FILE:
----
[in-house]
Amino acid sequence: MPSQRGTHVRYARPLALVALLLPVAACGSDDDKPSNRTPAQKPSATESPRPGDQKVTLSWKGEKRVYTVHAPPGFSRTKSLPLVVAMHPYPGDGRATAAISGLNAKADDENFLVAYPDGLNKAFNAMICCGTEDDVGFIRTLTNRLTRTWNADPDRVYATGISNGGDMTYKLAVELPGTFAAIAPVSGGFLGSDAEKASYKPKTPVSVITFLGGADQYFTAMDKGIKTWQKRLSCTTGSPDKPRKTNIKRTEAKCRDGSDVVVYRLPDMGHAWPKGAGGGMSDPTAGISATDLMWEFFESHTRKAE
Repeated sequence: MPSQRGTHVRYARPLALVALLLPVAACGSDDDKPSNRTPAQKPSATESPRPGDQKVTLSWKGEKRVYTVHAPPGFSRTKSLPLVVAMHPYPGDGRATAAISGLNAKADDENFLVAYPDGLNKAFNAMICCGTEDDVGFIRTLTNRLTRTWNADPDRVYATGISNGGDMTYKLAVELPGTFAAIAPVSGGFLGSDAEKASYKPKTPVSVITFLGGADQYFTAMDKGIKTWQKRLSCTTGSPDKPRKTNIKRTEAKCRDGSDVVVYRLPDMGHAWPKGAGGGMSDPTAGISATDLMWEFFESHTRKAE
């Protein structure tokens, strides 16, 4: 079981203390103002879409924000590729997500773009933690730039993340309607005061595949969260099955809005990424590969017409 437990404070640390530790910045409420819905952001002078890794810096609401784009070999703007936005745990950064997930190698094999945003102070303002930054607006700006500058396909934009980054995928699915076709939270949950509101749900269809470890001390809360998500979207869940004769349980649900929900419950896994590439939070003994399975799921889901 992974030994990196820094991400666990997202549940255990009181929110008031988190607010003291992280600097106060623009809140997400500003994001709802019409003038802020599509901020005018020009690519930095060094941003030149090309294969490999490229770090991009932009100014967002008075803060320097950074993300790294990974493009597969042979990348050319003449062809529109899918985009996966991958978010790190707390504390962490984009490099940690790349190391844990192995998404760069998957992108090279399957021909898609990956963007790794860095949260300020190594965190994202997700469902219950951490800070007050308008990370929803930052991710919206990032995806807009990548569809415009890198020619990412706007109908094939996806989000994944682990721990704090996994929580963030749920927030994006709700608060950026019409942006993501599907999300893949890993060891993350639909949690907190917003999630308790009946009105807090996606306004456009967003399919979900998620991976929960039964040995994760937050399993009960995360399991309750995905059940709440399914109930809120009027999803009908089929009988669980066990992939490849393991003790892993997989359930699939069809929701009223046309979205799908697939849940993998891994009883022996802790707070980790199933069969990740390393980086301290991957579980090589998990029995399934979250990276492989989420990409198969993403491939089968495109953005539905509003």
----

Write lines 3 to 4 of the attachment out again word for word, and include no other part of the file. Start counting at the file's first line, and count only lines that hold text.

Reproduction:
Repeated sequence: MPSQRGTHVRYARPLALVALLLPVAACGSDDDKPSNRTPAQKPSATESPRPGDQKVTLSWKGEKRVYTVHAPPGFSRTKSLPLVVAMHPYPGDGRATAAISGLNAKADDENFLVAYPDGLNKAFNAMICCGTEDDVGFIRTLTNRLTRTWNADPDRVYATGISNGGDMTYKLAVELPGTFAAIAPVSGGFLGSDAEKASYKPKTPVSVITFLGGADQYFTAMDKGIKTWQKRLSCTTGSPDKPRKTNIKRTEAKCRDGSDVVVYRLPDMGHAWPKGAGGGMSDPTAGISATDLMWEFFESHTRKAE
């Protein structure tokens, strides 16, 4: 079981203390103002879409924000590729997500773009933690730039993340309607005061595949969260099955809005990424590969017409 437990404070640390530790910045409420819905952001002078890794810096609401784009070999703007936005745990950064997930190698094999945003102070303002930054607006700006500058396909934009980054995928699915076709939270949950509101749900269809470890001390809360998500979207869940004769349980649900929900419950896994590439939070003994399975799921889901 992974030994990196820094991400666990997202549940255990009181929110008031988190607010003291992280600097106060623009809140997400500003994001709802019409003038802020599509901020005018020009690519930095060094941003030149090309294969490999490229770090991009932009100014967002008075803060320097950074993300790294990974493009597969042979990348050319003449062809529109899918985009996966991958978010790190707390504390962490984009490099940690790349190391844990192995998404760069998957992108090279399957021909898609990956963007790794860095949260300020190594965190994202997700469902219950951490800070007050308008990370929803930052991710919206990032995806807009990548569809415009890198020619990412706007109908094939996806989000994944682990721990704090996994929580963030749920927030994006709700608060950026019409942006993501599907999300893949890993060891993350639909949690907190917003999630308790009946009105807090996606306004456009967003399919979900998620991976929960039964040995994760937050399993009960995360399991309750995905059940709440399914109930809120009027999803009908089929009988669980066990992939490849393991003790892993997989359930699939069809929701009223046309979205799908697939849940993998891994009883022996802790707070980790199933069969990740390393980086301290991957579980090589998990029995399934979250990276492989989420990409198969993403491939089968495109953005539905509003």